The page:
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Kristin Helen Andersen, VP of IT at G2 Ocean, together with Leif Arne Strømmen, G2 Ocean’s VP of Innovation.
“Shipping companies can succeed in a new, digital world. To do so, they must look outside of their own industry.”
The global shipping industry has so far been slow to adopt new trends.
While other industries are offering services in the cloud, the maritime sector still relies on “wet ink and wet stamps” to send cargo across the world.
However, some in the industry are now waking up to the need for change.
Digitalize or die
“The shipping industry is facing a life or death situation,” explains Kristin Helen Andersen, Vice President of IT at G2 Ocean.
Andersen explains that companies are increasingly dealing with customers who have grown up in an online world.
These born-digital buyers are used to having information right at their fingertips. If the shipping sector can’t deliver this, then it will lose ground to those who can.
Together with their owners in Gearbulk and Grieg Star, G2 Ocean has established a joint IT department, UnITy, gathering their forces in modernising their digital journey.
The three companies are describing the development as “Norway’s largest shipping IT hub”.
The global shipping industry is heading for greater digitalization. Photo © G2 Ocean.
An ocean of data
The new IT hub will work on a number of areas – but one of the most crucial tasks will be making better use of the group’s oceans of data.
According to Leif Arne Strømmen, G2 Ocean’s VP of Innovation, today’s customers are keen to know where their shipment is at all times, and when it will depart and arrive, using available live data combined with predictive analytics.
With the support of UnITy, the company will develop a digital customer platform for automation of manual processes, and create real‑time visibility of the shipping process including cargo tracking and performance reports.
As Strømmen explains, “The shipping industry has not focused enough on providing this type of information for customers.”
“If we’re going to win the digital race, we need to be much more transparent and develop value‑added services for customer sharing and using our available data.”
Towards new horizons
Strømmen predicts that there are other changes on the horizon for the shipping industry.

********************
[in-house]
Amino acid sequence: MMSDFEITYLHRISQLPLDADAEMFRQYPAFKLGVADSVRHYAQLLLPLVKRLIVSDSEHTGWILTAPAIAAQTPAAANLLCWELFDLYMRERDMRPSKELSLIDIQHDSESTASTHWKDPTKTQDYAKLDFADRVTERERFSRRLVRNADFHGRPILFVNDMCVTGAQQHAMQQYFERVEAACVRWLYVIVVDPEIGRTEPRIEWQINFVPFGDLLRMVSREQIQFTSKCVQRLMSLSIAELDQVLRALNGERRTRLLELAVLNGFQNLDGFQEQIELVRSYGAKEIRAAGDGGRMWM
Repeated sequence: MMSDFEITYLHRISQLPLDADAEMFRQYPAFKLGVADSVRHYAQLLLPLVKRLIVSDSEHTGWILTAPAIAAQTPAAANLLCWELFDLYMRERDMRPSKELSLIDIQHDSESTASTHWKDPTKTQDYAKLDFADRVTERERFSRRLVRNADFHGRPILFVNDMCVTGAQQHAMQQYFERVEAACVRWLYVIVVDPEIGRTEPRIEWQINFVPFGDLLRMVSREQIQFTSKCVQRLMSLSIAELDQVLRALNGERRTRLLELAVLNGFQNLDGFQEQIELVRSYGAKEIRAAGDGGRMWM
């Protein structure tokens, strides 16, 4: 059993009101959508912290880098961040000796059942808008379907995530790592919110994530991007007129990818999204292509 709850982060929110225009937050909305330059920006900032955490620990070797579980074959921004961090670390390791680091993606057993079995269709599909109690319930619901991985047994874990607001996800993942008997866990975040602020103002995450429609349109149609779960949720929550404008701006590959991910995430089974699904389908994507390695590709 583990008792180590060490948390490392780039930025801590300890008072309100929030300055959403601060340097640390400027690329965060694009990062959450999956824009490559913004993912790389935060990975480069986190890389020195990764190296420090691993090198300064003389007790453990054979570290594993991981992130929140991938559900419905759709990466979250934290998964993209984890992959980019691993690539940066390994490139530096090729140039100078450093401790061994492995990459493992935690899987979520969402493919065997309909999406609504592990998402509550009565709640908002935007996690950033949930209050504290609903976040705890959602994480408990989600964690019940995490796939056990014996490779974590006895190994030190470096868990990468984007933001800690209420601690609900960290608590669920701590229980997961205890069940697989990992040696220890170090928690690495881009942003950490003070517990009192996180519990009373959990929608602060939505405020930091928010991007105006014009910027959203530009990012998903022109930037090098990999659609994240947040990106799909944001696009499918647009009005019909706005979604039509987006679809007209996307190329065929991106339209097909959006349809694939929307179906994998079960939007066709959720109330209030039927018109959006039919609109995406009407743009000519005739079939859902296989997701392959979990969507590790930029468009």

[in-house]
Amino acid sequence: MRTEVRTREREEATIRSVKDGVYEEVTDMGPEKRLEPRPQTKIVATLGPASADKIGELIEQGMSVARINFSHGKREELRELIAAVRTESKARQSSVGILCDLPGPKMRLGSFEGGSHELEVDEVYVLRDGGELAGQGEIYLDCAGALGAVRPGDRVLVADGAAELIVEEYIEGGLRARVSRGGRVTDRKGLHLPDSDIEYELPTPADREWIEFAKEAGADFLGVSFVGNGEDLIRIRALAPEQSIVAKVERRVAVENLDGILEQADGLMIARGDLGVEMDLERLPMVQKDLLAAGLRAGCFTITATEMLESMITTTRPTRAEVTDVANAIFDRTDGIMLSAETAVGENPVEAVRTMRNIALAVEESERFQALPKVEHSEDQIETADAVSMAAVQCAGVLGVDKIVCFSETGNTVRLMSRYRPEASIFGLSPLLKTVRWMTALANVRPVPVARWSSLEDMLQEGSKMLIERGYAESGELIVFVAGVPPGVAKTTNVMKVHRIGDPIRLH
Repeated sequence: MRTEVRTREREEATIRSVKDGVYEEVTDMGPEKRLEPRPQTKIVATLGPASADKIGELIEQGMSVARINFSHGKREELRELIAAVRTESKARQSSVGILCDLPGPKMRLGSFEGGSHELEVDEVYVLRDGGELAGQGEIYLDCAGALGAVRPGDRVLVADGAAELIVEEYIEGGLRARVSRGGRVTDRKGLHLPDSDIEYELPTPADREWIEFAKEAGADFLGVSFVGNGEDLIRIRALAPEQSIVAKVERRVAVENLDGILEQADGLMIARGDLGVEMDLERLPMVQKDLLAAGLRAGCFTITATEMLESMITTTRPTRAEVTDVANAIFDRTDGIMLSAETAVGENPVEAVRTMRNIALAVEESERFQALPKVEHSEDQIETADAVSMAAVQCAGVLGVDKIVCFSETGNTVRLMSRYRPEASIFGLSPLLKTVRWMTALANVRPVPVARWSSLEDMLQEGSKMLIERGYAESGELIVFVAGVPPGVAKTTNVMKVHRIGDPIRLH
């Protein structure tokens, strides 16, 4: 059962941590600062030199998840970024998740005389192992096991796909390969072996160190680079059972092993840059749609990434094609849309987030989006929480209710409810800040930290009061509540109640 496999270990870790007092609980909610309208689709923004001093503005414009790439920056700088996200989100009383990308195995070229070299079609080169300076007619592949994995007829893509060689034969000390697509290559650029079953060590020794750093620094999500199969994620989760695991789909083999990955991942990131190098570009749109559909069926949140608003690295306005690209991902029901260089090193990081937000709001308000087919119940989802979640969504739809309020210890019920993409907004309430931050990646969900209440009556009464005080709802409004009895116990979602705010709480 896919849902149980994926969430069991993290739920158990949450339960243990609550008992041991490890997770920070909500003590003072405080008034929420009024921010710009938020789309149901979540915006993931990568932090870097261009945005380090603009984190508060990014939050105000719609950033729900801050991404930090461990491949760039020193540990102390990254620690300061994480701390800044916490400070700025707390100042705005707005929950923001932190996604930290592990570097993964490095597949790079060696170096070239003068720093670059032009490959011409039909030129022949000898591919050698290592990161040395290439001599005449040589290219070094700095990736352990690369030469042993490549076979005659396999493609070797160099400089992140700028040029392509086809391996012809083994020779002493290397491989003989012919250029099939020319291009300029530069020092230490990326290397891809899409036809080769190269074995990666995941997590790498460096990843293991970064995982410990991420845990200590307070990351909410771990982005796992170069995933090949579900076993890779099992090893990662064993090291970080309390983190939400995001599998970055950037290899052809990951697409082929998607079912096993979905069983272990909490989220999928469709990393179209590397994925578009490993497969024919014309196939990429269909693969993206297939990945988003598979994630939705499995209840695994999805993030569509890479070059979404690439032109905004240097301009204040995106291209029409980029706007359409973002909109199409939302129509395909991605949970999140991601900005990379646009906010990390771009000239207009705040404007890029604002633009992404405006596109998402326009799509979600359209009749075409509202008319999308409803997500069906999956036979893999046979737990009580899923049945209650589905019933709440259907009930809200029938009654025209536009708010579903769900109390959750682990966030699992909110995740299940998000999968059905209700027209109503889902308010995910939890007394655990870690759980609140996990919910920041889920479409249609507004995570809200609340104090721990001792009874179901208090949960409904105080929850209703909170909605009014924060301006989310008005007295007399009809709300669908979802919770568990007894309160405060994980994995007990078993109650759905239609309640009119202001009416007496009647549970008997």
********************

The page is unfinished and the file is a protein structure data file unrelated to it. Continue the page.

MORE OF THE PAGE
This includes the adoption of drones to inspect ships, as well as a greater use of sensors (Internet of Things) to monitoring performance, both onboard the ships and on all breakbulk cargo.
For example, future ships will be fitted with networks of sensors that send information back to control rooms on land, and cargo will be fitted with sensors monitoring location, temperature, humidity and movement at all times in the supply chain.
Blockchain technology and smart contracts will fully digitalize manual processes related to the distribution of Bill of Lading, Letter of Credit as well Freight Agreements.
Eventually, we may even see the introduction of autonomous ships on the high seas, together with much greater automation on the port side and for loading and discharging of ships.
The shipping industry could see much greater automation of manual tasks in future. Photo © G2 Ocean.
There are, however, some challenges to be faced on the path to greater digitalization.
Andersen explains that in order for UnITy to be a success, one of the key tasks will be to get other employees on board with the group’s new direction.
She believes that the IT function in any organization needs to act as the “standard bearer” for new ways of working.
“Rather than just helping people with their laptops and phones, we need to go forward into the business and advise on how we can build new solutions.”
She also adds that the industry needs to get better at looking outwards, rather than inwards.
“There are many IT challenges that have already been solved in other sectors. We need to get better at seeing what has worked outside of the shipping world.”
The coming years will be a voyage of discovery for maritime firms. It’s safe to say that these three Norwegian companies are already well underway.
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